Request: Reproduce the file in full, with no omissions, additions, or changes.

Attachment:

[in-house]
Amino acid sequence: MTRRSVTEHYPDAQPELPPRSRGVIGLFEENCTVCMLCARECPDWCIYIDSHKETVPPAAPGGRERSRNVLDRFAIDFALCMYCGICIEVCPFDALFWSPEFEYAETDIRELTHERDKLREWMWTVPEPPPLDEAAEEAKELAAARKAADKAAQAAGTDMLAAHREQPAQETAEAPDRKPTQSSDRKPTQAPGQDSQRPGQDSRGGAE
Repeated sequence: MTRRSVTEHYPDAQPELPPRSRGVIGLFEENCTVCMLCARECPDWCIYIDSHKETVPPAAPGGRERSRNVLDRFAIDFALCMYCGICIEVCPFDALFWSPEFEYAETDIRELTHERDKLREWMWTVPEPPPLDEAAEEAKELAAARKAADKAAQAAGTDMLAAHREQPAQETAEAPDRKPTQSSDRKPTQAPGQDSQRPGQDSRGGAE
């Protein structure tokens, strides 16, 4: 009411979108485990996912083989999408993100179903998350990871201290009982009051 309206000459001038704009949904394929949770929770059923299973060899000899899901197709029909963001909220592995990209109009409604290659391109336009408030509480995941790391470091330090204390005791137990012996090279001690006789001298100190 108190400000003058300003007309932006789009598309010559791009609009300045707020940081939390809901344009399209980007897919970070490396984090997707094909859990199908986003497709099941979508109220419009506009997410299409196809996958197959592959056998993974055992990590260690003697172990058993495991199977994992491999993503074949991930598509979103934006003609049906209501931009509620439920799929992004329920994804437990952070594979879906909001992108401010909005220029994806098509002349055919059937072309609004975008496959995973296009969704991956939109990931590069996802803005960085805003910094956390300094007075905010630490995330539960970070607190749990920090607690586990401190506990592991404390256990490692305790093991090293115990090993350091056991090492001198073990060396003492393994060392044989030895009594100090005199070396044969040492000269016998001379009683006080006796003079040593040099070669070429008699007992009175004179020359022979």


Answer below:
[in-house]
Amino acid sequence: MTRRSVTEHYPDAQPELPPRSRGVIGLFEENCTVCMLCARECPDWCIYIDSHKETVPPAAPGGRERSRNVLDRFAIDFALCMYCGICIEVCPFDALFWSPEFEYAETDIRELTHERDKLREWMWTVPEPPPLDEAAEEAKELAAARKAADKAAQAAGTDMLAAHREQPAQETAEAPDRKPTQSSDRKPTQAPGQDSQRPGQDSRGGAE
Repeated sequence: MTRRSVTEHYPDAQPELPPRSRGVIGLFEENCTVCMLCARECPDWCIYIDSHKETVPPAAPGGRERSRNVLDRFAIDFALCMYCGICIEVCPFDALFWSPEFEYAETDIRELTHERDKLREWMWTVPEPPPLDEAAEEAKELAAARKAADKAAQAAGTDMLAAHREQPAQETAEAPDRKPTQSSDRKPTQAPGQDSQRPGQDSRGGAE
């Protein structure tokens, strides 16, 4: 009411979108485990996912083989999408993100179903998350990871201290009982009051 309206000459001038704009949904394929949770929770059923299973060899000899899901197709029909963001909220592995990209109009409604290659391109336009408030509480995941790391470091330090204390005791137990012996090279001690006789001298100190 108190400000003058300003007309932006789009598309010559791009609009300045707020940081939390809901344009399209980007897919970070490396984090997707094909859990199908986003497709099941979508109220419009506009997410299409196809996958197959592959056998993974055992990590260690003697172990058993495991199977994992491999993503074949991930598509979103934006003609049906209501931009509620439920799929992004329920994804437990952070594979879906909001992108401010909005220029994806098509002349055919059937072309609004975008496959995973296009969704991956939109990931590069996802803005960085805003910094956390300094007075905010630490995330539960970070607190749990920090607690586990401190506990592991404390256990490692305790093991090293115990090993350091056991090492001198073990060396003492393994060392044989030895009594100090005199070396044969040492000269016998001379009683006080006796003079040593040099070669070429008699007992009175004179020359022979």